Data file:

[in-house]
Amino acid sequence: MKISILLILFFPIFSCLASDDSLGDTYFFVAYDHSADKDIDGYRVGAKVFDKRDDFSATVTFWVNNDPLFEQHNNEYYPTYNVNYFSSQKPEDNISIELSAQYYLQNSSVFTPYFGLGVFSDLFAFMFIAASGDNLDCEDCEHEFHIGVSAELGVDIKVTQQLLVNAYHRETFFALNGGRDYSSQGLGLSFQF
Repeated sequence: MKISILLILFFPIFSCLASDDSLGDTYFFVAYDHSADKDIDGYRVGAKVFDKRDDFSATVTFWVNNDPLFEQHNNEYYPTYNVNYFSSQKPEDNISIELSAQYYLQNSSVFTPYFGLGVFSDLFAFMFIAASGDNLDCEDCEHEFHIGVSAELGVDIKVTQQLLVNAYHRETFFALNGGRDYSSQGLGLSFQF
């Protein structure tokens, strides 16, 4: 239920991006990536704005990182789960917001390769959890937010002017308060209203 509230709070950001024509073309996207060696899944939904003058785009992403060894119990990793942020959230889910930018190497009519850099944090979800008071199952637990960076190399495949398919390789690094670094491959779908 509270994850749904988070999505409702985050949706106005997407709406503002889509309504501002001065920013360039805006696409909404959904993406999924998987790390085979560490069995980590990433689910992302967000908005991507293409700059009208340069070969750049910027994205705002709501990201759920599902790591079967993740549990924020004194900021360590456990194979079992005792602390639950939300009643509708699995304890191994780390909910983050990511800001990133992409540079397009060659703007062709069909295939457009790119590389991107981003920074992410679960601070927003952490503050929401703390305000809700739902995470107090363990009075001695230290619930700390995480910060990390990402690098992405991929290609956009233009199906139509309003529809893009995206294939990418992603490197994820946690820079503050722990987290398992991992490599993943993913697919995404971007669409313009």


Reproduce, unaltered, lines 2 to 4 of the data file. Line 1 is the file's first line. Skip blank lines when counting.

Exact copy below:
Amino acid sequence: MKISILLILFFPIFSCLASDDSLGDTYFFVAYDHSADKDIDGYRVGAKVFDKRDDFSATVTFWVNNDPLFEQHNNEYYPTYNVNYFSSQKPEDNISIELSAQYYLQNSSVFTPYFGLGVFSDLFAFMFIAASGDNLDCEDCEHEFHIGVSAELGVDIKVTQQLLVNAYHRETFFALNGGRDYSSQGLGLSFQF
Repeated sequence: MKISILLILFFPIFSCLASDDSLGDTYFFVAYDHSADKDIDGYRVGAKVFDKRDDFSATVTFWVNNDPLFEQHNNEYYPTYNVNYFSSQKPEDNISIELSAQYYLQNSSVFTPYFGLGVFSDLFAFMFIAASGDNLDCEDCEHEFHIGVSAELGVDIKVTQQLLVNAYHRETFFALNGGRDYSSQGLGLSFQF
């Protein structure tokens, strides 16, 4: 239920991006990536704005990182789960917001390769959890937010002017308060209203 509230709070950001024509073309996207060696899944939904003058785009992403060894119990990793942020959230889910930018190497009519850099944090979800008071199952637990960076190399495949398919390789690094670094491959779908 509270994850749904988070999505409702985050949706106005997407709406503002889509309504501002001065920013360039805006696409909404959904993406999924998987790390085979560490069995980590990433689910992302967000908005991507293409700059009208340069070969750049910027994205705002709501990201759920599902790591079967993740549990924020004194900021360590456990194979079992005792602390639950939300009643509708699995304890191994780390909910983050990511800001990133992409540079397009060659703007062709069909295939457009790119590389991107981003920074992410679960601070927003952490503050929401703390305000809700739902995470107090363990009075001695230290619930700390995480910060990390990402690098992405991929290609956009233009199906139509309003529809893009995206294939990418992603490197994820946690820079503050722990987290398992991992490599993943993913697919995404971007669409313009």